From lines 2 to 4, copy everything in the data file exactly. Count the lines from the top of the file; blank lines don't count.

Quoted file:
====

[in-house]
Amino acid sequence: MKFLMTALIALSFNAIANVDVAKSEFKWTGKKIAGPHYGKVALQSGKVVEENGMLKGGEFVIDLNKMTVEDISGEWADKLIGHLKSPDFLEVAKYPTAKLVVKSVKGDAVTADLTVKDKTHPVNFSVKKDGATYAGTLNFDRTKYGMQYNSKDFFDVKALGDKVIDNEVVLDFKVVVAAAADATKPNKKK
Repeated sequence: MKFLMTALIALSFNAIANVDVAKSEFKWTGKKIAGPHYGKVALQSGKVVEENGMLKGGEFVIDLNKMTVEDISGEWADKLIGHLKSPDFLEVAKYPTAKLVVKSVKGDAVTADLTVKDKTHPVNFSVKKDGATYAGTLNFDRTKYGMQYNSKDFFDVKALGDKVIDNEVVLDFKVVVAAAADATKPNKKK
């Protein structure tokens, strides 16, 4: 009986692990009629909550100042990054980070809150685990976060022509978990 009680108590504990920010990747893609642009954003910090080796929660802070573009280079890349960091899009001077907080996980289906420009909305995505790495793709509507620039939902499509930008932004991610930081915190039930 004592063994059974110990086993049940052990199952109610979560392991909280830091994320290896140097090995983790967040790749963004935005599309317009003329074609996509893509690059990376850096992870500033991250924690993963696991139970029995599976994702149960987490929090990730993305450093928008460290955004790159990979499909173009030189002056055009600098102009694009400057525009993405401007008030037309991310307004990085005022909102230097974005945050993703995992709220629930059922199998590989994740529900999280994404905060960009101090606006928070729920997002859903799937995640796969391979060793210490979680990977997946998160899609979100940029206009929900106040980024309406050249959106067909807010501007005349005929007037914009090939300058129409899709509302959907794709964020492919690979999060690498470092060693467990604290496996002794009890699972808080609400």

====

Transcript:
Amino acid sequence: MKFLMTALIALSFNAIANVDVAKSEFKWTGKKIAGPHYGKVALQSGKVVEENGMLKGGEFVIDLNKMTVEDISGEWADKLIGHLKSPDFLEVAKYPTAKLVVKSVKGDAVTADLTVKDKTHPVNFSVKKDGATYAGTLNFDRTKYGMQYNSKDFFDVKALGDKVIDNEVVLDFKVVVAAAADATKPNKKK
Repeated sequence: MKFLMTALIALSFNAIANVDVAKSEFKWTGKKIAGPHYGKVALQSGKVVEENGMLKGGEFVIDLNKMTVEDISGEWADKLIGHLKSPDFLEVAKYPTAKLVVKSVKGDAVTADLTVKDKTHPVNFSVKKDGATYAGTLNFDRTKYGMQYNSKDFFDVKALGDKVIDNEVVLDFKVVVAAAADATKPNKKK
């Protein structure tokens, strides 16, 4: 009986692990009629909550100042990054980070809150685990976060022509978990 009680108590504990920010990747893609642009954003910090080796929660802070573009280079890349960091899009001077907080996980289906420009909305995505790495793709509507620039939902499509930008932004991610930081915190039930 004592063994059974110990086993049940052990199952109610979560392991909280830091994320290896140097090995983790967040790749963004935005599309317009003329074609996509893509690059990376850096992870500033991250924690993963696991139970029995599976994702149960987490929090990730993305450093928008460290955004790159990979499909173009030189002056055009600098102009694009400057525009993405401007008030037309991310307004990085005022909102230097974005945050993703995992709220629930059922199998590989994740529900999280994404905060960009101090606006928070729920997002859903799937995640796969391979060793210490979680990977997946998160899609979100940029206009929900106040980024309406050249959106067909807010501007005349005929007037914009090939300058129409899709509302959907794709964020492919690979999060690498470092060693467990604290496996002794009890699972808080609400």